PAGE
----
|1 Congress Diary||1|
|Notes on Field Excursions. Edited by Christopher D. Morris|
|2 The Landscape of Caithness and Orkney.||102|
|3 Before the Vikings. The Pre-Norse Background in Caithness.||111|
|ROBERT B. GOURLAY|
|4 Caithness. An Onomastic Frontier Zone.||120|
|5 Norse Earls and Scottish Bishops in Caithness||129|
|A Clash of Cultures. BARBARA E. CRAWFORD|
|6 The Viking and Late Norse Graves of Caithness and Sutherland||148|
|COLLEEN E. BATEY|
|Appendix: The discovery of a child burial of probable Viking-Age date|
|on Kneep headland, Lewis 1991: interim report||165|
|TREVOR G. COWIE, MARGARET BRUCE and NEILL KERR|
|7 The Northern Hoards of Viking-Age Scotland||173|
|JAMES A. GRAHAM-CAMPBELL|
|8 Silver Storage and Circulation in Viking-Age Scotland||187|
|The Evidence of Silver Ingots. SUSAN E. KRUSE|
|9 FINNBOGI GUÐMUNDSSON On the Writing of Orkneyinga saga||204|
|10 The Sea, The Flame and The Wind||212|
|The Legendary Ancestors of the Earls of Orkney. PREBEN MEULENGRACHT SØRENSEN|
|11 Englandand Orkneyinga saga||222|
|12 Earl Rognvald and the Rise of Saga Literature||240|
|13 The Orkney Earl and Scald Torf-Einarr and his Poetry||248|
|14 Carolingian Orkney and itsTransformation||260|
|RAYMOND G. LAMB|
|15 Some Aspects of Early Viking Settlement in Orkney||272|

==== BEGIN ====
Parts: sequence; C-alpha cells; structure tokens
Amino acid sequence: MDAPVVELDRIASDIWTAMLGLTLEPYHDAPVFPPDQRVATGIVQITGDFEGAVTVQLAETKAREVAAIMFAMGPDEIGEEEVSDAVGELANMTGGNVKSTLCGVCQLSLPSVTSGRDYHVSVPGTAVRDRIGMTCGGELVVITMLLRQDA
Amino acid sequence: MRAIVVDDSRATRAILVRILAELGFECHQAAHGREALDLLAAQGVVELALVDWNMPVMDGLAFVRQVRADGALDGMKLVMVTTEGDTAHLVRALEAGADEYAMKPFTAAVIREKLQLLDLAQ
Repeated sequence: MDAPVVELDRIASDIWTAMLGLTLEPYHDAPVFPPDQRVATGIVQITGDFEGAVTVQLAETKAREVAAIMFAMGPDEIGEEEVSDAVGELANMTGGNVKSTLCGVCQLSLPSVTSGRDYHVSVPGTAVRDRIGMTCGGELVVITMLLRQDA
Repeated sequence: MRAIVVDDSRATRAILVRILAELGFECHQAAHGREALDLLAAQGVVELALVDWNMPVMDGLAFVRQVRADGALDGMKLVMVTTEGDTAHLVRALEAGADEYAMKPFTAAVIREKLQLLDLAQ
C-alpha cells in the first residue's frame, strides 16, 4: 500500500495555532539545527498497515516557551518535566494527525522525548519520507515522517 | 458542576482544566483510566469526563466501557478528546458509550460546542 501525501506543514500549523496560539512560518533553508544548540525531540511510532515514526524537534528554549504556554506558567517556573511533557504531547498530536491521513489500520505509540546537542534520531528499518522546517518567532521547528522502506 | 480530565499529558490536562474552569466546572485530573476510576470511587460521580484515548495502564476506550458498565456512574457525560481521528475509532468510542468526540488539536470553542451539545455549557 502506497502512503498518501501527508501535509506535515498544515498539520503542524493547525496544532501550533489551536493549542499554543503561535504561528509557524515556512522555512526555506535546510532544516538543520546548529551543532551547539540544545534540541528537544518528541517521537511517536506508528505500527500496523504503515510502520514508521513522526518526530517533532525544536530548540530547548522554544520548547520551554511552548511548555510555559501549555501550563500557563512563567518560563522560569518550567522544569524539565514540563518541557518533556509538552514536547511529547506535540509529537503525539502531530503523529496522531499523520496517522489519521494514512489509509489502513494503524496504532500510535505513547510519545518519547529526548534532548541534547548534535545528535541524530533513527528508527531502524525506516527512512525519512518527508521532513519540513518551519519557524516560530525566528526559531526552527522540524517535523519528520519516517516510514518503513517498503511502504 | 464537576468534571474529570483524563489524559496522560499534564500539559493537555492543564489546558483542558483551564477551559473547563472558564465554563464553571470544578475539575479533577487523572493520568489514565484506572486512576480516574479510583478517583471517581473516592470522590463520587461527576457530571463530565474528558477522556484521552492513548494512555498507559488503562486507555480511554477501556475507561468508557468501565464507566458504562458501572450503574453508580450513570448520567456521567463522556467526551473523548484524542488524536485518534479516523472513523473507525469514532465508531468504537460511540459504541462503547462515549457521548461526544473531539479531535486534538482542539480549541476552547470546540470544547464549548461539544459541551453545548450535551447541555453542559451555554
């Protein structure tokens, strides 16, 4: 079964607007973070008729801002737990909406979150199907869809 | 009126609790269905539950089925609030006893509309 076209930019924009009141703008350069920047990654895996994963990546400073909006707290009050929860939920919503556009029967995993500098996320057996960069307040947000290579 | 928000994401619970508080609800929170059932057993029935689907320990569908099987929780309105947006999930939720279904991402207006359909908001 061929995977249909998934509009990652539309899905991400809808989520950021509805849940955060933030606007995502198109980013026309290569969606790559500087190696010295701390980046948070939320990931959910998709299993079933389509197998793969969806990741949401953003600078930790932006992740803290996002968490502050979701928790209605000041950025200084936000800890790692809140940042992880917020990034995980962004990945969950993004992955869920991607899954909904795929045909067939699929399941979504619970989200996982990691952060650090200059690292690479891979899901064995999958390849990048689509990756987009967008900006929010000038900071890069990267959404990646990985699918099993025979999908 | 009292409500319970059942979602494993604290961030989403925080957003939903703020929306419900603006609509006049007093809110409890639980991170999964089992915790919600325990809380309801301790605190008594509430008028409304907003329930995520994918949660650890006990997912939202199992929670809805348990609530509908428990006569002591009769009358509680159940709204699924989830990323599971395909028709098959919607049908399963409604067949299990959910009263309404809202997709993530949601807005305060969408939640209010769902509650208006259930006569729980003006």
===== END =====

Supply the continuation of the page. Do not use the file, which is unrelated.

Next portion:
|JOHN R. HUNTER, JULIEM. BOND and ANDREA M. SMITH|
|16 The Birsay Bay Project: A Résumé||285|
|CHRISTOPHER D. MORRIS|
|17 The Settlement ofWestness, Rousay||308|
|SIGRIDH. H. KALAND|
|18 Tuquoy, Westray, Orkney. A Challenge for the Future?||318|
|OLWYN A. OWEN|
|19 Some Settlement Patterns in Medieval Orkney||340|
|WILLIAM P. L. THOMSON|
|20 The Interpretation of the Runic Inscriptions of Macshowe||349|
|MICHAEL P. BARNES|
|21 Two Runic Inscriptions from Orphir, Orkney||370|
|JAN RAGNAR HAGLAND|
|22 Orphir Church in its South Scandinavian Context||375|
|23 Orkney Norn||381|
|A Survey of ‘Taboo’ Terms|
|24 The Lord’s Prayer in Orkney and Shetland Norn||388|
|25 Some Orkney Personal Names||397|
|26 Shrieks at the Stones||408|
|The Vikings, the Orkneys and the Scottish Enlightenment|
|27 Viking-Age Sketches and Motif-Pieces from the NorthernEarldoms||423|
|28 Archaeological and Ethnohistoric Evidence of a Norse IslandFood Custom||441|
|GERALD F. BIGELOW|
|29 Problems Concerning the Earliest Settlement in the Faroe Islands||454|
|HANS JACOB DEBES|
|30 On the Landnam of the Faroe Islands||465|
|SÍMUN V. ARGE|
|31 Viking-Age Faroe Islands and their Southern Links in the Light of Recent Finds at Toftanes, Leirvik.||473|
|STEFFEN STUMMANN HANSEN|
|32 Shielings and their Role in the Viking-Age Economy||487|
|New Evidence from the Faroe Islands|
|DITLEV L. D. MAHLER|
|33 An Insect’s Eye-View of the Norse Farm||506|
|PAUL C. BUCKLAND, JON P. SADLER and DAVID N. SMITH|
|34 GreenlandRunes: Isolation or Cultural Contact?||528|
|35 Settlement Mounds in the North Atlantic||544|